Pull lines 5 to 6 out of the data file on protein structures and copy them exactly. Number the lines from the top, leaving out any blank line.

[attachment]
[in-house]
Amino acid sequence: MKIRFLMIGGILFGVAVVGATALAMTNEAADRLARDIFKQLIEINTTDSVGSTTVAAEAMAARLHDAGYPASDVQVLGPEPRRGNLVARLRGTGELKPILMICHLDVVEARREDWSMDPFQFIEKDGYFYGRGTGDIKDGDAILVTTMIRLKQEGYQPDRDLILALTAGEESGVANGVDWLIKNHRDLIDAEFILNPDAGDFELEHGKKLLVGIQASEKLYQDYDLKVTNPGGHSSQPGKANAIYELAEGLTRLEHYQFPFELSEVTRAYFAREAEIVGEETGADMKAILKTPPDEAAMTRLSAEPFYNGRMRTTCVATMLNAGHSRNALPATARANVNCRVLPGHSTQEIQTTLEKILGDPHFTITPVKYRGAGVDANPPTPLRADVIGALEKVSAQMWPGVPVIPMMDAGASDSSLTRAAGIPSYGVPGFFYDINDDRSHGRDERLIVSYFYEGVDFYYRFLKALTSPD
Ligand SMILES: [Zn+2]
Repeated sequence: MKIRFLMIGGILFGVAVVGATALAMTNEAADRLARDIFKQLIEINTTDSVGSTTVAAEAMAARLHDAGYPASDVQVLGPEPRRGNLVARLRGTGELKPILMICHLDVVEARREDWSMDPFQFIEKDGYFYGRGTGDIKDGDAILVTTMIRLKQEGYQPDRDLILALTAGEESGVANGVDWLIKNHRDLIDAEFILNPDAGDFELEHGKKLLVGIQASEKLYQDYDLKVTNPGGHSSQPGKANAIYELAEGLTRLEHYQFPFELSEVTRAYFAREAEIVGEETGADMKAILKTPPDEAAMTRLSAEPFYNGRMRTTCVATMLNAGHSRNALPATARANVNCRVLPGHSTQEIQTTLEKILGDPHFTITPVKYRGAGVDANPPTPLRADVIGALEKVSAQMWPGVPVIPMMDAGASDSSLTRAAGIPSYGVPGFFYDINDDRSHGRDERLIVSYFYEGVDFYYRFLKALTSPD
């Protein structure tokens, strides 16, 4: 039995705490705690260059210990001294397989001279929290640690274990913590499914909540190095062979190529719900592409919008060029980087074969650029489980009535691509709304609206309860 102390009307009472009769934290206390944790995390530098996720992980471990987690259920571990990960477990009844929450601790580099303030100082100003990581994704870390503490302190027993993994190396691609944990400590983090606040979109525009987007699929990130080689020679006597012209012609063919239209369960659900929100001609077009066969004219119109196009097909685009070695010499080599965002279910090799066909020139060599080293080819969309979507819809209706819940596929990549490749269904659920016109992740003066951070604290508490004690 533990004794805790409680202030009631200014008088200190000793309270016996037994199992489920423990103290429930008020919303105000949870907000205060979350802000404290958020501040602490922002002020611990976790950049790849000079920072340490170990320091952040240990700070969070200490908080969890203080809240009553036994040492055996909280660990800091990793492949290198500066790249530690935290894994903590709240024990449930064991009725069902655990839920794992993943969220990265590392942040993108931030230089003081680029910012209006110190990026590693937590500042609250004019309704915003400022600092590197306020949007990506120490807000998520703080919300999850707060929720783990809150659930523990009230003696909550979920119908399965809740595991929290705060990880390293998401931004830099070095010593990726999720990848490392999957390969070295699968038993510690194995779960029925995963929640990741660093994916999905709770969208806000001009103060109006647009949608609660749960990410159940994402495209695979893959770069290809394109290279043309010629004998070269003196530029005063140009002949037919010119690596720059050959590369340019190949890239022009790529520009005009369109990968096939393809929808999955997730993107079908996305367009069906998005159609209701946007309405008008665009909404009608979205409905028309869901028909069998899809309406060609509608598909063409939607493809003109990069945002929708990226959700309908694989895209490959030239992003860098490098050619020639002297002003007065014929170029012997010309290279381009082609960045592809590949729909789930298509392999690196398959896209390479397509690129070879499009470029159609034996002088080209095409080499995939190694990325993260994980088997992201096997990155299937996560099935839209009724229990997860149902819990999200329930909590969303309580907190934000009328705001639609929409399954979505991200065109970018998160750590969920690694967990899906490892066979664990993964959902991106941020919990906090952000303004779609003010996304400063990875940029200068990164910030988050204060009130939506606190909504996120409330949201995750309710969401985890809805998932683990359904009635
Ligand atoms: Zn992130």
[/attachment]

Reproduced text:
């Protein structure tokens, strides 16, 4: 039995705490705690260059210990001294397989001279929290640690274990913590499914909540190095062979190529719900592409919008060029980087074969650029489980009535691509709304609206309860 102390009307009472009769934290206390944790995390530098996720992980471990987690259920571990990960477990009844929450601790580099303030100082100003990581994704870390503490302190027993993994190396691609944990400590983090606040979109525009987007699929990130080689020679006597012209012609063919239209369960659900929100001609077009066969004219119109196009097909685009070695010499080599965002279910090799066909020139060599080293080819969309979507819809209706819940596929990549490749269904659920016109992740003066951070604290508490004690 533990004794805790409680202030009631200014008088200190000793309270016996037994199992489920423990103290429930008020919303105000949870907000205060979350802000404290958020501040602490922002002020611990976790950049790849000079920072340490170990320091952040240990700070969070200490908080969890203080809240009553036994040492055996909280660990800091990793492949290198500066790249530690935290894994903590709240024990449930064991009725069902655990839920794992993943969220990265590392942040993108931030230089003081680029910012209006110190990026590693937590500042609250004019309704915003400022600092590197306020949007990506120490807000998520703080919300999850707060929720783990809150659930523990009230003696909550979920119908399965809740595991929290705060990880390293998401931004830099070095010593990726999720990848490392999957390969070295699968038993510690194995779960029925995963929640990741660093994916999905709770969208806000001009103060109006647009949608609660749960990410159940994402495209695979893959770069290809394109290279043309010629004998070269003196530029005063140009002949037919010119690596720059050959590369340019190949890239022009790529520009005009369109990968096939393809929808999955997730993107079908996305367009069906998005159609209701946007309405008008665009909404009608979205409905028309869901028909069998899809309406060609509608598909063409939607493809003109990069945002929708990226959700309908694989895209490959030239992003860098490098050619020639002297002003007065014929170029012997010309290279381009082609960045592809590949729909789930298509392999690196398959896209390479397509690129070879499009470029159609034996002088080209095409080499995939190694990325993260994980088997992201096997990155299937996560099935839209009724229990997860149902819990999200329930909590969303309580907190934000009328705001639609929409399954979505991200065109970018998160750590969920690694967990899906490892066979664990993964959902991106941020919990906090952000303004779609003010996304400063990875940029200068990164910030988050204060009130939506606190909504996120409330949201995750309710969401985890809805998932683990359904009635
Ligand atoms: Zn992130």